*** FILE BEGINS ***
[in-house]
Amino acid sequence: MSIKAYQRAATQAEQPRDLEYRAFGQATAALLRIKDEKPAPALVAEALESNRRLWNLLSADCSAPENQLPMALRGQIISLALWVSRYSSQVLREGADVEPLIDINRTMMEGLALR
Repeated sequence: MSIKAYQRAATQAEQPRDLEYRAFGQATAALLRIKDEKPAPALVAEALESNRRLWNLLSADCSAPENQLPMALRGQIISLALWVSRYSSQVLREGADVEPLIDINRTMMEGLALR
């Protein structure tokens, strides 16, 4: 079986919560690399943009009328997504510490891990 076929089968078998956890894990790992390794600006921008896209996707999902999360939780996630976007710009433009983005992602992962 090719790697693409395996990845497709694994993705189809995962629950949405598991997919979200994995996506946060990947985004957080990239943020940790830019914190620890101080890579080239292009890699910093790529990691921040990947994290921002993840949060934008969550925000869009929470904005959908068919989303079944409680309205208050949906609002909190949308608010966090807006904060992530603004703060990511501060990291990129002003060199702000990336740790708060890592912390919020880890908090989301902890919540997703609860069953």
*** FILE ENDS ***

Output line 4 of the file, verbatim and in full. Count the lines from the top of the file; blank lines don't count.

């Protein structure tokens, strides 16, 4: 079986919560690399943009009328997504510490891990 076929089968078998956890894990790992390794600006921008896209996707999902999360939780996630976007710009433009983005992602992962 090719790697693409395996990845497709694994993705189809995962629950949405598991997919979200994995996506946060990947985004957080990239943020940790830019914190620890101080890579080239292009890699910093790529990691921040990947994290921002993840949060934008969550925000869009929470904005959908068919989303079944409680309205208050949906609002909190949308608010966090807006904060992530603004703060990511501060990291990129002003060199702000990336740790708060890592912390919020880890908090989301902890919540997703609860069953």